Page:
Masovia and Greater Warsaw speak with one voice
Local government bodies are preparing for the next round of competition for EU funds for the future operational programmes. Rafał Trzaskowski, Mayor of Warsaw, and Adam Struzik, Marshal of the Mazowieckie Voivodeship, opted for a single operational programme for the Mazowieckie Voivodeship consisting of two components.
“As local government officials from Greater Warsaw, we want to cooperate and take joint responsibility for the development of our region. We would like to be involved in each stage of developing strategic and operational documents for the new financial perspective of the European Union based on a realistic and sensible schedule,” said Rafał Trzaskowski, Mayor of Warsaw, and added, “We appeal for the inclusion in the draft National Regional Development Strategy measures supporting the development of voivodeship cities and their metropolitan areas.”
In the European Union work is underway on the new budget to be available after 2020. In May 2018 the European Commission presented draft multiannual financial framework for 2021-2027 and the primary regulations of the cohesion policy. The negotiations and comments submission process began, i.a. within the work of the Committee of the Regions.
Already then, the authorities of Masovia and Warsaw pointed out that the division of funds and the determination of rules for the years 2021-2027 for Masovia should take into account the new statistical division (valid as of January 2018) into two regions. This is the only way for the Voivodeship to receive more funding. In February Eurostat published data on the development of EU regions. The presented information contained separate data for the regions: the Warsaw capital region, including Warsaw and its nine surrounding districts, and the Mazowieckie region, accounting for the rest of the Voivodeship. As can be noted, there are grounds for creating separate rules for allocating EU funds. Last week the councillors of the Masovia appealed to the Government of the Republic of Poland for it to commence negotiations with EU authorities on this matter. It’s time for Government officials and MEPS to support the efforts of local government bodies.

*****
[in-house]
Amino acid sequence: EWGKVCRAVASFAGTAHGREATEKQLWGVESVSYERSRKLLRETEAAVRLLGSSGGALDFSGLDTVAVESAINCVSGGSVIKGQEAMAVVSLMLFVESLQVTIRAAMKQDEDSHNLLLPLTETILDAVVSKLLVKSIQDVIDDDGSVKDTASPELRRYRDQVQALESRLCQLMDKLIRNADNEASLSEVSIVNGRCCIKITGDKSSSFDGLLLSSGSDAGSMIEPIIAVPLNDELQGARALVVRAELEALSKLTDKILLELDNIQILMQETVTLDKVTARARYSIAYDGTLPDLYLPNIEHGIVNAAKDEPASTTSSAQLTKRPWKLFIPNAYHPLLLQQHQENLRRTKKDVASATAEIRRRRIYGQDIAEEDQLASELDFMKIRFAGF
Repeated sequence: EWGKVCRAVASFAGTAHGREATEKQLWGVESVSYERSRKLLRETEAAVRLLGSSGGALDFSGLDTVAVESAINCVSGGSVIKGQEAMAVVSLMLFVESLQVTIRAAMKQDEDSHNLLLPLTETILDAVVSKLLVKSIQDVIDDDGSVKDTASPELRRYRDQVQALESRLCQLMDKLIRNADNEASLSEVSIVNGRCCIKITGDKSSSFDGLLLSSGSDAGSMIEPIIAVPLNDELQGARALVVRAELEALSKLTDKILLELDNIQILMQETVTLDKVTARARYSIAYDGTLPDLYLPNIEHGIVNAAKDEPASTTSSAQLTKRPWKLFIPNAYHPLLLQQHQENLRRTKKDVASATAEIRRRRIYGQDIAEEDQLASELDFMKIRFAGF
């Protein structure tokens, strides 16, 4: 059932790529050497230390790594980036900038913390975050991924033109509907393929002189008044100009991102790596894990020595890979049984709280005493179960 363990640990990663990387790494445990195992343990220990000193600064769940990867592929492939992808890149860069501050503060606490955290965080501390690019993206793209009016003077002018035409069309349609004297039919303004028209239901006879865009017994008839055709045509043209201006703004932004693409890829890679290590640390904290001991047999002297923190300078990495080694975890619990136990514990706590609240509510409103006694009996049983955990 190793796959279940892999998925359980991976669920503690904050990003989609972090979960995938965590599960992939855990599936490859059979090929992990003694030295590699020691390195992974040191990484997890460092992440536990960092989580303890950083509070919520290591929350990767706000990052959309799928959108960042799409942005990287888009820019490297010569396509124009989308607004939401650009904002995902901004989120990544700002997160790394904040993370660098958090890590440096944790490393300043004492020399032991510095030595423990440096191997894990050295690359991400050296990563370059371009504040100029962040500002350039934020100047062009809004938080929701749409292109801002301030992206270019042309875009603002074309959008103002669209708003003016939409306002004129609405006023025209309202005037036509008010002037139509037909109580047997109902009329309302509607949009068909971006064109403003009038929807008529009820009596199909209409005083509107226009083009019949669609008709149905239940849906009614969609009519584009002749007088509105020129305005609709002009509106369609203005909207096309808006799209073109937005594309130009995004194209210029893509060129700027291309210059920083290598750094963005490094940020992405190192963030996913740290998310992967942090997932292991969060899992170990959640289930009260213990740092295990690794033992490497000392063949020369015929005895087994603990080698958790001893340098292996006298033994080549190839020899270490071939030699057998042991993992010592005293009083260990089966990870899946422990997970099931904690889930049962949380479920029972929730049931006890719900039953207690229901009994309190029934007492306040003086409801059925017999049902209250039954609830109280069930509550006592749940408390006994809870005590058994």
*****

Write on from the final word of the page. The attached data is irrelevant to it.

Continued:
The position of local government bodies on the new EU perspective
The Voivodeship’s boundaries did not change. Warsaw remains the capital of the region. The city’s cooperation with the surrounding districts has continued for years. Under the current operational programme, Warsaw and 39 neighbouring communes are implementing Integrated Territorial Investments from EU funds.
“This approach should be the basis for the continued use of EU funding. Only a single joint programme can solve infrastructural challenges we are still facing, both with the use of EU and domestic funds, e.g. in transport, especially in the area bordering with both our internal regions,” Marshal Adam Struzik pointed out.
On 29 March during the Forum for Masovia – Masovia in Europe after 2020, strong claims were made to include the position of local government authorities in the preparation process of the National Regional Development Strategy (i.a. through including Warsaw with the neighbouring districts as a Strategic Intervention Area) and the programming of the future EU financial perspective. The goal is to direct governmental and EU interventions where they are actually needed.
Taking into consideration the next allocation of EU funds, it is very important for the Warsaw capital region to receive appropriate support both from EU and national funds.
One programme – one approach